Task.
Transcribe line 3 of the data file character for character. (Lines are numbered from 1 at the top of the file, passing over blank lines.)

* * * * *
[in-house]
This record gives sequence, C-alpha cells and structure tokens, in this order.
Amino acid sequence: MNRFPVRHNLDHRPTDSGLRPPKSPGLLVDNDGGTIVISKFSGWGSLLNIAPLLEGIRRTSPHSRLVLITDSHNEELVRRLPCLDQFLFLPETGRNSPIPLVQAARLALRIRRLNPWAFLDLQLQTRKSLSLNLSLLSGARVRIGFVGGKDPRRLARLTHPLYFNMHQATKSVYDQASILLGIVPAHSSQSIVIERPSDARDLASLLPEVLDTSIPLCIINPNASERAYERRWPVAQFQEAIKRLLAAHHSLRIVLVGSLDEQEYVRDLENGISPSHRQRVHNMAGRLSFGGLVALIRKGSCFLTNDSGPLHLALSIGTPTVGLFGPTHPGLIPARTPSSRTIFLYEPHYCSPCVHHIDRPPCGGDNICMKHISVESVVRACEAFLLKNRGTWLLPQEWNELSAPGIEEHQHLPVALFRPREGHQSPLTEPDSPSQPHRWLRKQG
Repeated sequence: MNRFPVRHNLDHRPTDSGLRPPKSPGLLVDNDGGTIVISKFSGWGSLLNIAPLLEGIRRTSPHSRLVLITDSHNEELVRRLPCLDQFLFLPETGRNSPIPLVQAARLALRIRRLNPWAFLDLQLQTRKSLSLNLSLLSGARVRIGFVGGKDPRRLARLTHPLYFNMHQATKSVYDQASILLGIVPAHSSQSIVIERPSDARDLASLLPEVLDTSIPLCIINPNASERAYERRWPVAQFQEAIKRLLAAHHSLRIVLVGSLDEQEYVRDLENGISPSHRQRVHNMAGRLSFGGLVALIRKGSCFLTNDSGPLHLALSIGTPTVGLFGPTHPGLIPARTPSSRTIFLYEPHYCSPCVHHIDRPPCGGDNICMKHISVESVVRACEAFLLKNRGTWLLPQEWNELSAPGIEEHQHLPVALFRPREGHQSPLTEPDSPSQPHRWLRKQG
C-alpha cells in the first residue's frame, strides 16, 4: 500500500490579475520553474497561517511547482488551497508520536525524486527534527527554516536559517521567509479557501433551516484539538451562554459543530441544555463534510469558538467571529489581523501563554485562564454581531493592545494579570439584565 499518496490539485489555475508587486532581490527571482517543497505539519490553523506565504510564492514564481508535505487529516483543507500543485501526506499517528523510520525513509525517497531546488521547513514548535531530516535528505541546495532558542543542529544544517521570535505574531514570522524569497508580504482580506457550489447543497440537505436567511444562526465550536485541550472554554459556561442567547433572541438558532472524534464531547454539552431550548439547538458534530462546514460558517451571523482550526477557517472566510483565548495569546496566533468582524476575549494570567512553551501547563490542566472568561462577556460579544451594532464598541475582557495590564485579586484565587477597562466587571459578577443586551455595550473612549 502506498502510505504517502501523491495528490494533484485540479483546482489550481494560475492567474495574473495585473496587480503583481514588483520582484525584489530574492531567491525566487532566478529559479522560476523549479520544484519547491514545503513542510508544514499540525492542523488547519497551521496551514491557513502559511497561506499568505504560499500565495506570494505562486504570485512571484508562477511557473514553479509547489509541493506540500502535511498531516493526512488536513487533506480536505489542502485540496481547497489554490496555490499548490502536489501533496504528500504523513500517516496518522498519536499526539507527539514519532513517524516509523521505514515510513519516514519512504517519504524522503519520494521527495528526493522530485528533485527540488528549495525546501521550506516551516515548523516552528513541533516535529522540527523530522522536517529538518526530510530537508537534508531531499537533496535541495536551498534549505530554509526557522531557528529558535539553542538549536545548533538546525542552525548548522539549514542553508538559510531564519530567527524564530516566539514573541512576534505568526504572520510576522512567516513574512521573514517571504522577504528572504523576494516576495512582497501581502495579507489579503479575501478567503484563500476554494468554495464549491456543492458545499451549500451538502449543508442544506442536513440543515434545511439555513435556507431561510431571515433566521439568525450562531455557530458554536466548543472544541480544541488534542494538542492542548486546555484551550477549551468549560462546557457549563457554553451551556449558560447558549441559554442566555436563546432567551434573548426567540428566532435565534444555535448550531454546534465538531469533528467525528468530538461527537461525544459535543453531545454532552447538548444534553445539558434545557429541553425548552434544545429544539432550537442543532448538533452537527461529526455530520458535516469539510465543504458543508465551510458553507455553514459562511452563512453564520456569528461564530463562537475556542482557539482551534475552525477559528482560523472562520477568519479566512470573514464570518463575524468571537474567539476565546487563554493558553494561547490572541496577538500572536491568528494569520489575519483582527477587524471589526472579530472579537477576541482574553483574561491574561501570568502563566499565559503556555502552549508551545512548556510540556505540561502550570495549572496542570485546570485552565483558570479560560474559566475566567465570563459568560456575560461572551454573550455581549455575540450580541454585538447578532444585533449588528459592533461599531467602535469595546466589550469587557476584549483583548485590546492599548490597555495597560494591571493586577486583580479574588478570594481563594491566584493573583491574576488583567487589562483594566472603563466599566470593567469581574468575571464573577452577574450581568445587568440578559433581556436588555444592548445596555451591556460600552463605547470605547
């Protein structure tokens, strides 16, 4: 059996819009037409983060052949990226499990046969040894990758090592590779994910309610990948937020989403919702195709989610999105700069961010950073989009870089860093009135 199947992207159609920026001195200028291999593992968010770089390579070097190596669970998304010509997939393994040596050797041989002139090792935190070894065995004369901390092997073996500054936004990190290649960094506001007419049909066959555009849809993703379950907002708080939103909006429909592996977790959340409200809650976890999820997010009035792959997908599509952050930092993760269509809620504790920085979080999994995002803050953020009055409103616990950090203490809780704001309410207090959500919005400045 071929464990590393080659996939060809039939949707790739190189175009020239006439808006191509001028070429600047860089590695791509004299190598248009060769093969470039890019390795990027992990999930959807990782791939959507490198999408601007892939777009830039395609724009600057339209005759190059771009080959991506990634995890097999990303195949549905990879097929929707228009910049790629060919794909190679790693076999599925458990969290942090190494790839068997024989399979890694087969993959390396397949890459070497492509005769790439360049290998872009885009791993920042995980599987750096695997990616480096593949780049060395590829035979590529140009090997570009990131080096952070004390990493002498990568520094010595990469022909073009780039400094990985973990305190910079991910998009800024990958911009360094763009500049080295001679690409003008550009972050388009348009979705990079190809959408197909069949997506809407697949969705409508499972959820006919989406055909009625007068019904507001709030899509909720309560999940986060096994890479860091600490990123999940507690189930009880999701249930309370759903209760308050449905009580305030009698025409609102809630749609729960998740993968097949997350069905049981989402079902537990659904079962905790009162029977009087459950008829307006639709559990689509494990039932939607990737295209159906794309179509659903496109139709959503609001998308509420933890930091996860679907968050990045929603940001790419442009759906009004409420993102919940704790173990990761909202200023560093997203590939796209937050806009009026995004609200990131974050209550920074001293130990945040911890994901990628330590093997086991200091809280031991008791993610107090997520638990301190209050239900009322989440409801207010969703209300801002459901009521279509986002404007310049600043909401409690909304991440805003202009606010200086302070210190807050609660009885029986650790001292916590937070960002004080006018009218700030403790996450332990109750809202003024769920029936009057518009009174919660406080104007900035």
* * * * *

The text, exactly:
Amino acid sequence: MNRFPVRHNLDHRPTDSGLRPPKSPGLLVDNDGGTIVISKFSGWGSLLNIAPLLEGIRRTSPHSRLVLITDSHNEELVRRLPCLDQFLFLPETGRNSPIPLVQAARLALRIRRLNPWAFLDLQLQTRKSLSLNLSLLSGARVRIGFVGGKDPRRLARLTHPLYFNMHQATKSVYDQASILLGIVPAHSSQSIVIERPSDARDLASLLPEVLDTSIPLCIINPNASERAYERRWPVAQFQEAIKRLLAAHHSLRIVLVGSLDEQEYVRDLENGISPSHRQRVHNMAGRLSFGGLVALIRKGSCFLTNDSGPLHLALSIGTPTVGLFGPTHPGLIPARTPSSRTIFLYEPHYCSPCVHHIDRPPCGGDNICMKHISVESVVRACEAFLLKNRGTWLLPQEWNELSAPGIEEHQHLPVALFRPREGHQSPLTEPDSPSQPHRWLRKQG